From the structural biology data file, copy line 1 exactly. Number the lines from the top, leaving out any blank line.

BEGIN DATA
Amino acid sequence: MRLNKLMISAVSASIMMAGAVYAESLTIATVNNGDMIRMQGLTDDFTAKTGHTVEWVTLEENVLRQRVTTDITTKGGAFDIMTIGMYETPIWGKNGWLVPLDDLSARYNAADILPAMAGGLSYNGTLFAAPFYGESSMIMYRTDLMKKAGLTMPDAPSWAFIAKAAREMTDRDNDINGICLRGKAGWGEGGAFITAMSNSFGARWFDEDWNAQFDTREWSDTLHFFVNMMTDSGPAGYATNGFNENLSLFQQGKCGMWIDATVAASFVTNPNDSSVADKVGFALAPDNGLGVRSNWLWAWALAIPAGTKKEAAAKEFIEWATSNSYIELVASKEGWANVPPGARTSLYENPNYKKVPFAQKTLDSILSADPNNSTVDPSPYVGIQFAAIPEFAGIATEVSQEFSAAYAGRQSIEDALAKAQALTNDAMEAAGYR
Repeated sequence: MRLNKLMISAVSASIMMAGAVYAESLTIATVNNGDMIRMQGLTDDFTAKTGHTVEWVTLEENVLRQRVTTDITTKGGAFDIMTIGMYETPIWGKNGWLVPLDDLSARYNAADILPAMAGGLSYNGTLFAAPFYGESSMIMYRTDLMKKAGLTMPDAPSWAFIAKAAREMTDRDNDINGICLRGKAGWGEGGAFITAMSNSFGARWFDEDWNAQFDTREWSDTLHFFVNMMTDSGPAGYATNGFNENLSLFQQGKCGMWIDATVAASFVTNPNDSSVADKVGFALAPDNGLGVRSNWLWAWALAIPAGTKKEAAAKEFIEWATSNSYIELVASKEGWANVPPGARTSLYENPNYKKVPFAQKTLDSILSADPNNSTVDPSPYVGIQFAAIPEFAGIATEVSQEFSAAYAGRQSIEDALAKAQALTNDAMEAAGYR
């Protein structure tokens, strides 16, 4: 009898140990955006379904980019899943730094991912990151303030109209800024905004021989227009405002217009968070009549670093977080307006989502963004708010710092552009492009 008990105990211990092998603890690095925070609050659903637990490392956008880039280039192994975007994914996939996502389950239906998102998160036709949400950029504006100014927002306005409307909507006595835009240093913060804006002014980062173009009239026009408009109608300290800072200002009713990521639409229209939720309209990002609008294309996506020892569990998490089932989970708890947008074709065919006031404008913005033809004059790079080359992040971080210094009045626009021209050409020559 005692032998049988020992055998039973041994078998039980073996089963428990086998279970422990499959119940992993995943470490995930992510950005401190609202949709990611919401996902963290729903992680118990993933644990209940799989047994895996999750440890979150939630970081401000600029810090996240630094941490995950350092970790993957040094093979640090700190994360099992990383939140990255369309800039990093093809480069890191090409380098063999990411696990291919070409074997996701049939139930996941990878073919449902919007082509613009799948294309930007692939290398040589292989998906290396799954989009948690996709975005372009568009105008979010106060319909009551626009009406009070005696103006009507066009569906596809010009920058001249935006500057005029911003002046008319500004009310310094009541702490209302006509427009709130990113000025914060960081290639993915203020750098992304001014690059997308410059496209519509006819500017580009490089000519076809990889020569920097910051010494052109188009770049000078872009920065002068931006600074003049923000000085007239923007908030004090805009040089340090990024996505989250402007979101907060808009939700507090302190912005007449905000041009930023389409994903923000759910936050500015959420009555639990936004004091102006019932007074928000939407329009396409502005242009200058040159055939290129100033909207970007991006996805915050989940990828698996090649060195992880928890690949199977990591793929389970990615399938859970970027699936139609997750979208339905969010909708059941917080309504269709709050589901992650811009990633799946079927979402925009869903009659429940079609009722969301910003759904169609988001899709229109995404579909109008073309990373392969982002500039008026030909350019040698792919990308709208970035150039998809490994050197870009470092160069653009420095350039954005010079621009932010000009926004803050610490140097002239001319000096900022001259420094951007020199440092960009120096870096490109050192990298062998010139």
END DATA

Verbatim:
Amino acid sequence: MRLNKLMISAVSASIMMAGAVYAESLTIATVNNGDMIRMQGLTDDFTAKTGHTVEWVTLEENVLRQRVTTDITTKGGAFDIMTIGMYETPIWGKNGWLVPLDDLSARYNAADILPAMAGGLSYNGTLFAAPFYGESSMIMYRTDLMKKAGLTMPDAPSWAFIAKAAREMTDRDNDINGICLRGKAGWGEGGAFITAMSNSFGARWFDEDWNAQFDTREWSDTLHFFVNMMTDSGPAGYATNGFNENLSLFQQGKCGMWIDATVAASFVTNPNDSSVADKVGFALAPDNGLGVRSNWLWAWALAIPAGTKKEAAAKEFIEWATSNSYIELVASKEGWANVPPGARTSLYENPNYKKVPFAQKTLDSILSADPNNSTVDPSPYVGIQFAAIPEFAGIATEVSQEFSAAYAGRQSIEDALAKAQALTNDAMEAAGYR